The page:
To derive benefit from technologies, however, insurance carriers and brokers alike need to focus on the business goals to be met, rather than on the technologies to adopt. When technological tools have a direct, measurable impact on the carrier’s and broker’s business goals, both parties are more likely to use the tools to add value and improve efficiency.
Tech giants like Amazon have incorporated personalization into their platforms with customized product recommendations, wish lists and other tools. Consequently, it’s not unusual for customers to expect personalized services when they connect with an insurance carrier or broker.
As insurance companies and brokers embrace customer-facing technologies, competition for customer attention increases. “There has to be a reason for consumers to choose to stay with insurers, and hyper-personalization can be that reason,” says Anirban Bose, CEO of Capgemini’s financial services strategic business unit and member of the group executive board.
Brokers play a key role in personalizing insurance by building individual relationships with prospective and ongoing insurance customers. A broker’s specialized knowledge of customers, enhanced by a carrier’s ability to analyze data and provide personalized recommendations, can help the two unite to provide a hyper-personalized experience for customers.
Customers don’t expect brokers to disappear, either. Rather, “customers expect a digital experience where it makes sense,” says Sean Ringsted, chief digital officer at Chubb. When customers’ questions are complex or they must prioritize and delegate business tasks, they’re more likely to turn to brokers, who can provide better insights and support than even the most hyper-personalized digital portal.
To improve distribution, carriers can focus on building platforms that support brokers’ work. A carrier’s platform can provide tools for data analysis as well as a digital space to connect brokers, customers and other related businesses.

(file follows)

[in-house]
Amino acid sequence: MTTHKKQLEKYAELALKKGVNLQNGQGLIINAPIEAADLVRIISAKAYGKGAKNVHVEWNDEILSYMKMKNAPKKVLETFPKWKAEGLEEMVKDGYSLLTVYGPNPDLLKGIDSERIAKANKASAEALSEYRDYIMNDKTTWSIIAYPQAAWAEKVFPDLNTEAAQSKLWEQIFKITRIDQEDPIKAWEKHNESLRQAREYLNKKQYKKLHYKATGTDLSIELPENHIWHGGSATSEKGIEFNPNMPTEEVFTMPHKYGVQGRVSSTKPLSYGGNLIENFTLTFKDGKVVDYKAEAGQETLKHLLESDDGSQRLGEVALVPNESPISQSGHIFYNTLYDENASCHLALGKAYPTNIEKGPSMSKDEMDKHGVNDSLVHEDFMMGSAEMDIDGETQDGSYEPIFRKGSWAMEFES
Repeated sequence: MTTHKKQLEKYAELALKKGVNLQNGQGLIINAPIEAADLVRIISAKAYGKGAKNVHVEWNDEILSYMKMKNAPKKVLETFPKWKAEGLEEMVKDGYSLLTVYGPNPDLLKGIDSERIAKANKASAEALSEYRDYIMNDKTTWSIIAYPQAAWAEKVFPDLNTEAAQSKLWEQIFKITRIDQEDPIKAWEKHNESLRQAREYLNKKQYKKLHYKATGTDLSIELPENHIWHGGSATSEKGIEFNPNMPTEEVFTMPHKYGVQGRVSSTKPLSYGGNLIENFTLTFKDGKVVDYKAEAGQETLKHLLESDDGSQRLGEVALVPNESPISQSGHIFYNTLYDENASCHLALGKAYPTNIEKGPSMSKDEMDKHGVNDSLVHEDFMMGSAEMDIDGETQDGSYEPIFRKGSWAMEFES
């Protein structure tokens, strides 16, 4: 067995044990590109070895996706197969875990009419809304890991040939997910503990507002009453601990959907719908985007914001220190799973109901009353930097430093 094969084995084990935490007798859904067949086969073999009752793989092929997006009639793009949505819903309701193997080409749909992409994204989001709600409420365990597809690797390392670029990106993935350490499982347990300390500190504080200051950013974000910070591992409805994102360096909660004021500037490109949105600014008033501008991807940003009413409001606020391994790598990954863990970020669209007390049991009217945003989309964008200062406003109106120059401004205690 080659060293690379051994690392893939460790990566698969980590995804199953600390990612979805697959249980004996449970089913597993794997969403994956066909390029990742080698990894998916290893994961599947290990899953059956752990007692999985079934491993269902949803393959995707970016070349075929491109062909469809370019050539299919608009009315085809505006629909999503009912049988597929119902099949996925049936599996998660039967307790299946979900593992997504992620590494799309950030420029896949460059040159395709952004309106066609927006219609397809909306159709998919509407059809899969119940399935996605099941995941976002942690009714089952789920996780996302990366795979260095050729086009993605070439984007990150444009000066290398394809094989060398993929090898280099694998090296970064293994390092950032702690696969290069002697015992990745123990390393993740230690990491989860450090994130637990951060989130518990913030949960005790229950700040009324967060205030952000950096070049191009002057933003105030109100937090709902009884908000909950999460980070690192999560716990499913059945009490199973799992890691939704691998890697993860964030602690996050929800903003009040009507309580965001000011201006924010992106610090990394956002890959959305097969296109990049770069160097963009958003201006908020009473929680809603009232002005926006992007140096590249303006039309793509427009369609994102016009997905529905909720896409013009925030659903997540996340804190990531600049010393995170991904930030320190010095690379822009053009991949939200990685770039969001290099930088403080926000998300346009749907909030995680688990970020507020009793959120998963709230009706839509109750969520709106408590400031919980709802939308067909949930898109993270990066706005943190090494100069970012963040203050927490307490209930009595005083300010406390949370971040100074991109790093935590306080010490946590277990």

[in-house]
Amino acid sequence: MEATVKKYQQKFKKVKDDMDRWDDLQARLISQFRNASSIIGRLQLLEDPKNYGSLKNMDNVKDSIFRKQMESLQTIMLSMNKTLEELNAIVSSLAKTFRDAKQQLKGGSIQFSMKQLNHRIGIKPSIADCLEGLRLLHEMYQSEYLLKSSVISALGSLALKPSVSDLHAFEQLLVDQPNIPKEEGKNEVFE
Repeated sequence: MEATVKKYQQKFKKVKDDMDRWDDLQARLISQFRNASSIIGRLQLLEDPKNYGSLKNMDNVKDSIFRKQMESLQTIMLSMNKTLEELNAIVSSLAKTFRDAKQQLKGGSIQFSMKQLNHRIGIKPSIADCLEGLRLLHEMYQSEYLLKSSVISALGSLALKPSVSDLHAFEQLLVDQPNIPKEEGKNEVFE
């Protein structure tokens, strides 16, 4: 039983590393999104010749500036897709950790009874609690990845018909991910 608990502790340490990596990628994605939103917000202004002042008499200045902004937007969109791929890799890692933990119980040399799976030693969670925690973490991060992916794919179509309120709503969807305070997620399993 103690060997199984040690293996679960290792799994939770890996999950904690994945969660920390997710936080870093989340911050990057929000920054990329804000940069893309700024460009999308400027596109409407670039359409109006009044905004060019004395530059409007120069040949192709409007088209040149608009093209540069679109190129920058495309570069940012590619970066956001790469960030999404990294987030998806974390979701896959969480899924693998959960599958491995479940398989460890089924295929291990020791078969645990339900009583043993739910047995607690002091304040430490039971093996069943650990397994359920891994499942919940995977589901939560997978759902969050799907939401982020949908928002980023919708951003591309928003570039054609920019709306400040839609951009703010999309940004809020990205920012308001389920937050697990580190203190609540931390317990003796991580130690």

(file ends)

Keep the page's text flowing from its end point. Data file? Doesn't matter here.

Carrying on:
We are now entering the “platform era” of insurance technology, writes Tal Daskal, cofounder and CEO at EasySend. Digital platforms help related businesses, like carriers and brokers, work more closely. They also create new opportunities to analyze data and enhance the customer experience through the application of technology.
Incorporating insurtech partners into a broader plan for carrier-broker relationship-building can compound the impact of a digital shift. Insurtech partnerships that focus on facilitating communication and business flow between carriers and brokers can be a cost-effective way to collaborate rather than compete.
The right digital tools can also appeal to insurance brokers by making the unique parts of their job easier. As intermediaries in the insurance process, brokers have certain responsibilities to both carriers and clients, each of whom expects brokers to add value to the transaction and to carry out their role in certain ways, writes Ashley Harter at Anvl. Carriers whose digital offerings improve brokers’ ability to add value and meet these expectations strengthen their own relationships with brokers and enable brokers to connect customers with carriers more easily.
When weighing insurtech partnership options, “insurers should consider the real goals of such a partnership and how their infrastructure and processes will need to change to get the most out of the new business channel,” says Jeff Goldberg, executive vice president of research and consulting at Novarica.
Likewise, insurance brokers will gain the most benefit if they consider how to apply insurtech solutions and carrier offerings to improve their own in-house capabilities. Like carriers, brokers “do have to do their due diligence around the scope, the functionality, and the benefits they get” from insurtech partnerships, says Deloitte Canada technology consulting partner David Kerr.
2020 was a year of digital reworking for insurance companies and brokers alike. While the rapid change to a digital environment may feel like chaos, it also provides opportunities for growth and change, says Mike de Waal, president and founder of insurance procurement technology platform Global IQX. New broker relationships and access to high-quality relationships can result.
For both brokers and carriers, the future brings with it a great deal of promise in the form of new digital tools and opportunities. By focusing on leveraging data, adding value and enhancing the customer experience, carriers can build stronger relationships with brokers via their digital platforms and ecosystems, improving business for all parties involved.